You read right! Our family is taking the entire summer off from scheduling! We have opted for a plan free summer.
Intrigued? So was my family when I told them about the idea. This isn’t to say we are taking the summer off from work (don’t I wish though.) What my radical idea is, is that we are going to have a plan free summer.
Our children are ages four and six, and so much of their lives are already regimented and pre-planned for what they need to do for weeks to come. We have school, hockey, ballet, swim lessons, school functions, t-ball sign-ups, playdates, and the list goes on. You get it, right? You’re probably right there too!
A very large part of this planning mania stems from who I am. I’m a planner, and I like my checklists (I laminate them too). I love summer printables too! I absolutely despise not having a plan, and I equally despise not having an event to look forward to. What I notice though, is that I am always focused on what’s happening next. What’s next? What will the kids do next? Where will we go next? Rather than enjoying the here and now. Cheesy and cliché maybe… but it’s quite eye-opening when you finally realize and admit that you are living in the future.
By nature, I’m not artistic or creative. I have to sit and focus to get my creativity flowing. I must be sparked or inspired by something that I see, hear, feel, touch, smell… you get it. And as many parents do, we want the world for our children. We want to allow them every possible experience that can shape who they will grow to be. My husband and I believe that if we reduce the regimented lifestyle, even just for the summer, our kids will be able to just be creative and color outside the lines a little. And what is better than the colors of summer?
What does a plan free summer mean?
Being unregimented means a shift in mindset. A plan free summer means intentionally not making plans for every day of the week. I’ll admit for my family, spontaneity might be easier since we don’t have to send our children to summer camp. We have the flexibility in our jobs where they can come with us every day, or we can take random field trips during the week to local events as they pop up.
This sort of work-life flexibility might not be the case for you, but you still have evenings, weekends or any days you don’t work to keep your summer as plan free as possible.
Our children are excited for random kickball tournaments on the green in our little neighborhood, catching fireflies after 9 because we can, having an afternoon of just lying in the hammock and jumping up to ride a bike as they please. They are even more excited about random day trips when we wake up that morning and decide that we want to go see as many covered bridges as we can in a day.
A plan free summer means building a fort for a secret hideout to read books away from your brother, or pretending you’re an adventurer without your sister. It also means working together to construct forts, hideouts, and mud pie kitchens.
What it doesn’t mean.
There are obvious areas in our life where plans are required. This isn’t to say that we won’t travel this summer. And with travel comes hotel plans, or house rentals or campsite fees. Those book up fast, so we do already have a house booked on a lake in Northern Vermont for a weekend. The thing we don’t have, are plans beyond being there with friends. This is a whole new world for me.
A plan free summer also doesn’t mean a summer of no rules, or guidelines or parenting. It doesn’t mean my kids can ignore their summer reading lists and just play and goof off.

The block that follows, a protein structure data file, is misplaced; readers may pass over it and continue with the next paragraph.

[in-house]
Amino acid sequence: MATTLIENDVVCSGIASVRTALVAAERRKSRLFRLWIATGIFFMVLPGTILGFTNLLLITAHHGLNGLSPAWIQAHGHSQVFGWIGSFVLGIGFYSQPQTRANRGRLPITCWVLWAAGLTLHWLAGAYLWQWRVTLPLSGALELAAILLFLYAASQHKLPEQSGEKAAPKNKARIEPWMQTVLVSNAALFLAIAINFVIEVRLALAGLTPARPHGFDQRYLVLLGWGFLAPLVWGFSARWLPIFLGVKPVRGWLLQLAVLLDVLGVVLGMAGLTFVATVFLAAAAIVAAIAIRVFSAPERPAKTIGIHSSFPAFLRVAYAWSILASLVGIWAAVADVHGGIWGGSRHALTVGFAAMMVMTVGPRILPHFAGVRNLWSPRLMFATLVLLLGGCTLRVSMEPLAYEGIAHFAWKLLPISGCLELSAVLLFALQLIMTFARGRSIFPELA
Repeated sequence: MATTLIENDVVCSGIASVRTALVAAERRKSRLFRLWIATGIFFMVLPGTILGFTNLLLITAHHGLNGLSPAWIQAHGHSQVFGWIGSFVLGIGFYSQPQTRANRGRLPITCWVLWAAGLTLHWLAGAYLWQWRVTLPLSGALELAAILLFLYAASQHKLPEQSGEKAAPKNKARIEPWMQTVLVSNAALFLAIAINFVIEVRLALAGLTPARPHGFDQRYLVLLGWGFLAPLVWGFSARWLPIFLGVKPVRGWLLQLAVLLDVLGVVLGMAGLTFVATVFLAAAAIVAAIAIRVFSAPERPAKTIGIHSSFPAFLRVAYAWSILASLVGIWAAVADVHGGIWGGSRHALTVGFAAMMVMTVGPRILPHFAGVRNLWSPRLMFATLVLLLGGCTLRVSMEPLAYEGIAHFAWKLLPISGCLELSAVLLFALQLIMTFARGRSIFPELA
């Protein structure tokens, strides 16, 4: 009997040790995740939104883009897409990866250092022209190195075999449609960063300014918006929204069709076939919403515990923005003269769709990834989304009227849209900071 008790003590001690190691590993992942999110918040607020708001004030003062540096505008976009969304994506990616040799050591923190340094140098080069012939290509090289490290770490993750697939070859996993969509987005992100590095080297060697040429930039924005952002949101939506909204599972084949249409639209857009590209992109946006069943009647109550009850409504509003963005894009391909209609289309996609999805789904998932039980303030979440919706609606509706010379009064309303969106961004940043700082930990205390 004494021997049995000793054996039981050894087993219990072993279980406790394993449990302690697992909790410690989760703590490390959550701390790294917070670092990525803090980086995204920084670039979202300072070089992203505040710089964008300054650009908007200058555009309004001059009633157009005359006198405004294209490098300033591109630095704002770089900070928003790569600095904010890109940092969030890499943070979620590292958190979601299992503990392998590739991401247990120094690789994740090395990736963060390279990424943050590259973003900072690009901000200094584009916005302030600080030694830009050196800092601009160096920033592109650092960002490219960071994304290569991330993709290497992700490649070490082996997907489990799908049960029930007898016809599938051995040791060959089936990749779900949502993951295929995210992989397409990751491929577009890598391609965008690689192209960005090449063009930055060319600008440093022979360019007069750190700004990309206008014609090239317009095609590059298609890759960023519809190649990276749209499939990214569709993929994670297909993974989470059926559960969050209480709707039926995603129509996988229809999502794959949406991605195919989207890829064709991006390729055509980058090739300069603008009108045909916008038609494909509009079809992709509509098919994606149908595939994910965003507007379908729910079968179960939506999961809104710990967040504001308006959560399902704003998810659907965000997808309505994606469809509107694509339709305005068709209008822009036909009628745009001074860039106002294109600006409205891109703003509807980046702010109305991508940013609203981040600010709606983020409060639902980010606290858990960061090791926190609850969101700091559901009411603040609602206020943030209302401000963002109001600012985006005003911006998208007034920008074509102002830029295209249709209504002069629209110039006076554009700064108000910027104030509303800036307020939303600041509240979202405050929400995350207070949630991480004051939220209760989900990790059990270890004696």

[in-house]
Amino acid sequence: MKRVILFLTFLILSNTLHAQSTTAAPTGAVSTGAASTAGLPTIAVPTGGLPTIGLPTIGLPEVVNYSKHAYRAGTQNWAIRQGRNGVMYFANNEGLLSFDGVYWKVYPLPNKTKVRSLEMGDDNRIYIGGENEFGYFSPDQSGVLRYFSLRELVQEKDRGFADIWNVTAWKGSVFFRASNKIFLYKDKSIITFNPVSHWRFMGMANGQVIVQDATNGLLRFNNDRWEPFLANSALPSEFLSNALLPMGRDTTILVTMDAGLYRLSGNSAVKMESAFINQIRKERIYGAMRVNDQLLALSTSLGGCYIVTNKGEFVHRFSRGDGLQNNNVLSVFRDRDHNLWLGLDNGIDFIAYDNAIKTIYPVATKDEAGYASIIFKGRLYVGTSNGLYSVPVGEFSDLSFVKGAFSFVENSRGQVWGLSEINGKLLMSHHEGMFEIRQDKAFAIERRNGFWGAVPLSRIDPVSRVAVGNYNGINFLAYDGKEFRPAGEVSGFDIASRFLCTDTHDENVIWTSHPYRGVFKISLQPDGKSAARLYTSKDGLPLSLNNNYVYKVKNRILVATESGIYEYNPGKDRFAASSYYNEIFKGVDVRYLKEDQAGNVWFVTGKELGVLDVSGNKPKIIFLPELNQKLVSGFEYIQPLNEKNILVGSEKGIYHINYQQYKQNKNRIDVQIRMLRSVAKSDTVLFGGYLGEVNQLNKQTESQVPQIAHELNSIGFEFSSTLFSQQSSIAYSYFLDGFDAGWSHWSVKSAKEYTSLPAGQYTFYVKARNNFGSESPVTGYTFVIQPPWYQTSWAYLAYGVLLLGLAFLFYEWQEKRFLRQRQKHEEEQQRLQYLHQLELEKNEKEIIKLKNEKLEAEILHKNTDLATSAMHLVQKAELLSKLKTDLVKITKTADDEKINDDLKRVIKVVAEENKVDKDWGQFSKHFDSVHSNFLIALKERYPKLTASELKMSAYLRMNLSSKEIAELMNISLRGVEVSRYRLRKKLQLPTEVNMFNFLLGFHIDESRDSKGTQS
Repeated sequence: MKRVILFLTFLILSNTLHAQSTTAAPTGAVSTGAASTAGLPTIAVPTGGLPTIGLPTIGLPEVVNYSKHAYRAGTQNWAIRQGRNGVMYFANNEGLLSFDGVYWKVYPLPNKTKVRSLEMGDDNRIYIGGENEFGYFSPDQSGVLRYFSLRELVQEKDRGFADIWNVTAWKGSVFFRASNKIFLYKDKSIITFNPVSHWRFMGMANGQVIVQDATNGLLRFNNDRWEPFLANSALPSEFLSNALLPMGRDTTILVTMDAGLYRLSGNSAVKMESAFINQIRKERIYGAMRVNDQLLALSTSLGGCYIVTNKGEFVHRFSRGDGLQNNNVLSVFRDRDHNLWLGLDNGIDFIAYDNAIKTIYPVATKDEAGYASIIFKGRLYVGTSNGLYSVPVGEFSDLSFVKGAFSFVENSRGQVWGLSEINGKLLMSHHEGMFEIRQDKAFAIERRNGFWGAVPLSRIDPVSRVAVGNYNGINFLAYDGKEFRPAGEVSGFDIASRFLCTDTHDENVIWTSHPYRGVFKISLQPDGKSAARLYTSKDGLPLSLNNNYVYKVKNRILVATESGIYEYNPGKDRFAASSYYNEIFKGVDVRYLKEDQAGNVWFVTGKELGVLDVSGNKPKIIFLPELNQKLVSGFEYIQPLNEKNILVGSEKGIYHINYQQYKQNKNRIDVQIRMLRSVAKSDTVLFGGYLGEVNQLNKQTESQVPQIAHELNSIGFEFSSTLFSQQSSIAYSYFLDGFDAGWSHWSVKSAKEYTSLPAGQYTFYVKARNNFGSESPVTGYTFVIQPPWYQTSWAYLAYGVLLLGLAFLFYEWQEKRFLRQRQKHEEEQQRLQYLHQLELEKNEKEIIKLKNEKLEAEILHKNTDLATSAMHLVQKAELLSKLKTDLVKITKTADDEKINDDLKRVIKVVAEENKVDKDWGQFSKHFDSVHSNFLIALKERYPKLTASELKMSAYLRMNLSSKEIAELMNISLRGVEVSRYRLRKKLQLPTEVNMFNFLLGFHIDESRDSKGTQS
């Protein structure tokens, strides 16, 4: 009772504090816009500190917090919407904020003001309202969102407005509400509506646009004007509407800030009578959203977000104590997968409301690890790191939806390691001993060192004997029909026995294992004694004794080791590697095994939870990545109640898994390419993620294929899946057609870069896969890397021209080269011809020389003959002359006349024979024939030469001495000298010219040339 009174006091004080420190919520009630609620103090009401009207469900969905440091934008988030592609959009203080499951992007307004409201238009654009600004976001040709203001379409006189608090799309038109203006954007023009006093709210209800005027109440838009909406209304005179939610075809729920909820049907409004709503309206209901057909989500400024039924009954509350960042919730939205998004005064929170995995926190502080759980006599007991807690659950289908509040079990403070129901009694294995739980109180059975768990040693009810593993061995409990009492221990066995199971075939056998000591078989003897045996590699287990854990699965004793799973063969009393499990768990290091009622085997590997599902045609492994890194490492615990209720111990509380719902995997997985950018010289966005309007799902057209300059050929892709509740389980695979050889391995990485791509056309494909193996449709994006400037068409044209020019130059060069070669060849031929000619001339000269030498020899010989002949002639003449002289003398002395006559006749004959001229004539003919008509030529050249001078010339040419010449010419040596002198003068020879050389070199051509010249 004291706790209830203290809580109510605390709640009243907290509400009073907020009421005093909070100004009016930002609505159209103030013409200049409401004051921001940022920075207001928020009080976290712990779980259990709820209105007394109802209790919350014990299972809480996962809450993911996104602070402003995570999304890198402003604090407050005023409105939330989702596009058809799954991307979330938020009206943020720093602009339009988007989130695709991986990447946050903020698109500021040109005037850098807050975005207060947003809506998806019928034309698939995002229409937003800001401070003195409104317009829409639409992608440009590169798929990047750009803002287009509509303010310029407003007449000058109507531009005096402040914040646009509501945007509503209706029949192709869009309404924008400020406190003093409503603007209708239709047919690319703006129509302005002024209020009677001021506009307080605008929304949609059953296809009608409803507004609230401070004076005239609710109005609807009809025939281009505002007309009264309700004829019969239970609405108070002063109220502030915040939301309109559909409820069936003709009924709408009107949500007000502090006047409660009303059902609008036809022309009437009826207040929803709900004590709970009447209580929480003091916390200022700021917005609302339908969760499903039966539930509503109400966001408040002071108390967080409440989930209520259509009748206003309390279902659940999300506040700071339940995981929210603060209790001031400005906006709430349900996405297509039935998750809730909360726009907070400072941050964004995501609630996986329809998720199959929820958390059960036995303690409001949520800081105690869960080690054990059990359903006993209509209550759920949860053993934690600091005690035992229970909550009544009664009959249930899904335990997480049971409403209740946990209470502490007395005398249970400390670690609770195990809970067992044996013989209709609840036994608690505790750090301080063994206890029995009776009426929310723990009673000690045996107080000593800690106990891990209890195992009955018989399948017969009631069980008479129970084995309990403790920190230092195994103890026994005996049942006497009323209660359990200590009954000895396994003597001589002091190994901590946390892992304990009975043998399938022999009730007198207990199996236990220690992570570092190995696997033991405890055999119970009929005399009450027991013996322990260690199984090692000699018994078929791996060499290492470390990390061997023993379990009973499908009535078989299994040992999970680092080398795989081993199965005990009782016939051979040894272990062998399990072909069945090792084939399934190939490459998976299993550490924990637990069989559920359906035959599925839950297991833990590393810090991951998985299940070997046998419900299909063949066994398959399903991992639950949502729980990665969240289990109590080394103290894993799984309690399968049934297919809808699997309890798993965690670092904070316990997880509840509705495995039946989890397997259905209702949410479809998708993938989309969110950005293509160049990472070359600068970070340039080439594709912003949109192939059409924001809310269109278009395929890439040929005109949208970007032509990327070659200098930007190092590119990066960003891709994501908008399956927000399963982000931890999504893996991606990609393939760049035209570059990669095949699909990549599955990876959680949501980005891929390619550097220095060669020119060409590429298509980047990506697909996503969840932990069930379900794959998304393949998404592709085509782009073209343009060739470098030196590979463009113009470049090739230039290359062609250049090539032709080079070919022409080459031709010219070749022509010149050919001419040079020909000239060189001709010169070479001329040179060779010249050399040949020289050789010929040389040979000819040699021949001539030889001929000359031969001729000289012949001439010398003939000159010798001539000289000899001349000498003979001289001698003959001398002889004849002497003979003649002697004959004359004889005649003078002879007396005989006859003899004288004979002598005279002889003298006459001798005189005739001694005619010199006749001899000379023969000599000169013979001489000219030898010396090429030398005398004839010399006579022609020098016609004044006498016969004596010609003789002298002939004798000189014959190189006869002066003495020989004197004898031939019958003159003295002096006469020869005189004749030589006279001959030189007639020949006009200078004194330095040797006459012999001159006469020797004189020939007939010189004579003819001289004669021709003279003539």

What’s our goal?
I mentioned before that this isn’t about not working for the summer. It’s about getting back to basics for us. It’s about remembering what our childhood was like. And that while things are different now… kids are still kids. They still play in the same creative ways, so why not let them do it at their pace, rather than planning out the activities, and recreational events that envelop them especially during the school year.
A plan free summer comes down to making sure we take the time to enjoy the weather that we get so few days of around here (seriously I think winter is getting longer and longer.) We want to dedicate summer to the small things that become major life moments and memories.
We are excited to be exploring what local offerings we have, many with little to no cost incurred. For example, I have several trails I hiked as a kid very close to us, yet with all our scheduling, we have yet to bring the kids to all of them. One trailhead was under a half mile from our doorstep before we moved, and we had the time to hike it less than a handful of times in five years.
Our entire household is excited for those weekend (and some weekday) mornings when the kids wake up with no other plans than to just be kids. Even allowing them to decide on the direction our day is going to take us.
We also aren’t trying to be naïve about this goal of ours. As adults, we all know that sometimes things come up, and even the best-laid plans to NOT make plans can go awry.
We know this will be hard for family and friends because the goal is to remove plans across the board as much as possible. This means no planning a play date by next week for some time in July. We also understand that not everyone is as spontaneous as we can be at times and that this will potential present challenges with get-togethers. Oddly enough, almost everyone I have mentioned this to has responded with, “Yes! What a fantastic idea!”
A dear friend of mine and I were just discussing this plan in the last few days, and we both agreed that we don’t know how some parents do it. We both have two kids, and we both are adamant about capping the number of activities they do so that they aren’t overwhelmed or overworked and so they can just enjoy being at home with family.